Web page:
Its was inevitable once a corporation got hold of MSE. For me, evidence of problems came to light when MSE advertised money supermarkets epic energy switch which conflicts with MSE cheap energy club. It makes no sense for essentially the same company to compete with itself.
    Its laughable anyway that Ofgem are investigating as they do nothing. They won't even examine the liars at the ombudsman services.
  • edited 13 June 2015 at 12:01PM
    canterswestcanterswest Forumite
    364 Posts
    edited 13 June 2015 at 12:01PM
    Ofgem might take no action, but according to Which? quoted in the Independent, the Competition and Markets Authority might be set to investigate price comparison sites.

    http://www.independent.co.uk/money/spend-save/comparison-sites-face-accusations-of-pricefixing-and-hiding-better-deals-from-british-consumers-10317387.html

    Purchase decisions are made on comparison sites so your consumer rights should start where you make your purchase and you should know what sites are paid for selling you a product. It is usual for providers to offer tiered commission to incentivise comparison sites to reach targets which complicates displaying a price to the consumer. Providers may also do special deals with websites so knowing what the provider is paying for might be relevant.

    Icelandic savings banks offered large commissions to comparison sites and highest interest to savers so topped tables. If consumers had seen that banks never heard of before with no UK physical presence were paying huge commissions like £60 compared to a UK hight street chain paying say £10 compared to NS&I paying nothing, they could have made a better evaluation, checked more widely than simply going by a best buy table, and not cost all of us billions in clearing up the mess.

    Comparison sites that allowed Icelandic banks a free platform, paying only for savings accounts opened so no upfront payment, should have been responsible for compensation, if they took excessive commissions.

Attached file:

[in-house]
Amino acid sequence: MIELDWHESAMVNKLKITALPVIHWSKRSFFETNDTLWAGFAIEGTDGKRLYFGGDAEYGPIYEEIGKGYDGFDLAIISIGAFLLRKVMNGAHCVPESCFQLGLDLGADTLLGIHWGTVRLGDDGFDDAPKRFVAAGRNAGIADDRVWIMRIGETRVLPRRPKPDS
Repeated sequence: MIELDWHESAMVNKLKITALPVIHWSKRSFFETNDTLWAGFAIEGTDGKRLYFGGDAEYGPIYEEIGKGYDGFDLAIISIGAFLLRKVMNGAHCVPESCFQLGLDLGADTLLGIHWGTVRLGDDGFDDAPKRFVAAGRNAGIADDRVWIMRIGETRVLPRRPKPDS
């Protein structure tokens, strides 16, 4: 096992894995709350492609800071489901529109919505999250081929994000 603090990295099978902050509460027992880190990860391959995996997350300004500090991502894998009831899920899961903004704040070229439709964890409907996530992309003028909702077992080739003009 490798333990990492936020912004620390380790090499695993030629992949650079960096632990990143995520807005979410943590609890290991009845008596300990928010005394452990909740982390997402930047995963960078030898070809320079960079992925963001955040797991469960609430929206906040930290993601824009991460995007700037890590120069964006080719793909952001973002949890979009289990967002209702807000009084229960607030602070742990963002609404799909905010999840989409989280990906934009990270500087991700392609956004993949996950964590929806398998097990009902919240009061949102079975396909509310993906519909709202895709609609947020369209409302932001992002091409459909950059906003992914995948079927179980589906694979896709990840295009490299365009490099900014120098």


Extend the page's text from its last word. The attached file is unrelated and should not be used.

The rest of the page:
Same risky scenario happens time and again on a smaller scale so Ofgem, the CMA and Financial Conduct Authority all need to investigate and whenever comparison sites are the first link in a sales chain, whether its energy or savings, risk needs to be appropriately regulated.

    Note - a recent court ruling that credit brokers can be liable for compensation for misleading consumers might be relevant to comparison websites that are licensed credit brokers advertising credit.
  • dollydivadollydiva Forumite
    302 Posts
    Guess I'm biased because every time I've switched using The Energy Club it's resulted in bigger bills and even BEFORE I've switched I always get an email saying that 'cheaper' are available. Already? Even though you said THIS was the cheapest and its now days later?

    Yeah...cheapest of the tariffs you SHOWED me.:mad:
  • MSE_Dan_LMSE_Dan_L MSE Staff
    655 Posts
    dollydiva wrote: »
    Guess I'm biased because every time I've switched using The Energy Club it's resulted in bigger bills and even BEFORE I've switched I always get an email saying that 'cheaper' are available. Already? Even though you said THIS was the cheapest and its now days later?

    Yeah...cheapest of the tariffs you SHOWED me.:mad:

    Hi Dollydiva

    I would like to clarify on this point that Cheap Energy Club has never hidden any tariffs irrespective of whether you're able to switch to the company or not through the site.

    Our alerts process is designed so that we don't email you when you've 'a switch in progress' through our site, so the scenario you describe shouldn't happen. I wonder if maybe you've more than one account with us which might be confusing?

    We built Cheap Energy Club to constantly monitor your energy tariff. Energy suppliers constantly launch new tariffs, plus prices can rise and fall so it isn’t unusual for you to receive a savings alert email a few months after switching.

    How often you switch depends on what kind of a MoneySaver you are. Some people like the thrill of knowing they’re always on the very cheapest tariff, others are content to know they’re not hugely overpaying. If you want to receive fewer alerts, consider setting your trigger figure higher. To do this, simply login to your Energy Club Account and go to the monitoring information section.

    I hope this exaplanation helps.